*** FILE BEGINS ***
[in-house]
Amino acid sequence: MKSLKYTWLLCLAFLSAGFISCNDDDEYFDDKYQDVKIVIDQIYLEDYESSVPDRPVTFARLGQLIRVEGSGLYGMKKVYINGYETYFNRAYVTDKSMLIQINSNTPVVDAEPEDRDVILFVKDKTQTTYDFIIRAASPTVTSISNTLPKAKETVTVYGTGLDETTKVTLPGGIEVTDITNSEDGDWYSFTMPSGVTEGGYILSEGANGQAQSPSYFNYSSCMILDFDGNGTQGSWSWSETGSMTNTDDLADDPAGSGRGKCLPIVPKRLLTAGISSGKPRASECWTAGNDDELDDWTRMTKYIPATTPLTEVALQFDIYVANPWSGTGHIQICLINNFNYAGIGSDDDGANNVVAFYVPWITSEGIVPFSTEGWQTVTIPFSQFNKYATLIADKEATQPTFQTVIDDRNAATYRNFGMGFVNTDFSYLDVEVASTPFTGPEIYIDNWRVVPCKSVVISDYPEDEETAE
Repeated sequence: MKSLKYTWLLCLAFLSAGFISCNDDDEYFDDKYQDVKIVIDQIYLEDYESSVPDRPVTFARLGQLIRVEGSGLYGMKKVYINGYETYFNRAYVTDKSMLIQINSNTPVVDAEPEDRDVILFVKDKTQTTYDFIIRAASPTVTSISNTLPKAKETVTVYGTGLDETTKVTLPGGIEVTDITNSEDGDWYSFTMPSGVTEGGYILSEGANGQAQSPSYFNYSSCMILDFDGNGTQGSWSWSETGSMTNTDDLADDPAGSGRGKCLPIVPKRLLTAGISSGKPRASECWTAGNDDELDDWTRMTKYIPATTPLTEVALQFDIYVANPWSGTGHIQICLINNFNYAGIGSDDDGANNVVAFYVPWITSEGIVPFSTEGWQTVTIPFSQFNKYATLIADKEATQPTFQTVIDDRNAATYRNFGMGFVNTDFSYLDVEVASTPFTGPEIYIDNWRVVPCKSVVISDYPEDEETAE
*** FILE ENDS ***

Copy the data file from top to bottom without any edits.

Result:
[in-house]
Amino acid sequence: MKSLKYTWLLCLAFLSAGFISCNDDDEYFDDKYQDVKIVIDQIYLEDYESSVPDRPVTFARLGQLIRVEGSGLYGMKKVYINGYETYFNRAYVTDKSMLIQINSNTPVVDAEPEDRDVILFVKDKTQTTYDFIIRAASPTVTSISNTLPKAKETVTVYGTGLDETTKVTLPGGIEVTDITNSEDGDWYSFTMPSGVTEGGYILSEGANGQAQSPSYFNYSSCMILDFDGNGTQGSWSWSETGSMTNTDDLADDPAGSGRGKCLPIVPKRLLTAGISSGKPRASECWTAGNDDELDDWTRMTKYIPATTPLTEVALQFDIYVANPWSGTGHIQICLINNFNYAGIGSDDDGANNVVAFYVPWITSEGIVPFSTEGWQTVTIPFSQFNKYATLIADKEATQPTFQTVIDDRNAATYRNFGMGFVNTDFSYLDVEVASTPFTGPEIYIDNWRVVPCKSVVISDYPEDEETAE
Repeated sequence: MKSLKYTWLLCLAFLSAGFISCNDDDEYFDDKYQDVKIVIDQIYLEDYESSVPDRPVTFARLGQLIRVEGSGLYGMKKVYINGYETYFNRAYVTDKSMLIQINSNTPVVDAEPEDRDVILFVKDKTQTTYDFIIRAASPTVTSISNTLPKAKETVTVYGTGLDETTKVTLPGGIEVTDITNSEDGDWYSFTMPSGVTEGGYILSEGANGQAQSPSYFNYSSCMILDFDGNGTQGSWSWSETGSMTNTDDLADDPAGSGRGKCLPIVPKRLLTAGISSGKPRASECWTAGNDDELDDWTRMTKYIPATTPLTEVALQFDIYVANPWSGTGHIQICLINNFNYAGIGSDDDGANNVVAFYVPWITSEGIVPFSTEGWQTVTIPFSQFNKYATLIADKEATQPTFQTVIDDRNAATYRNFGMGFVNTDFSYLDVEVASTPFTGPEIYIDNWRVVPCKSVVISDYPEDEETAE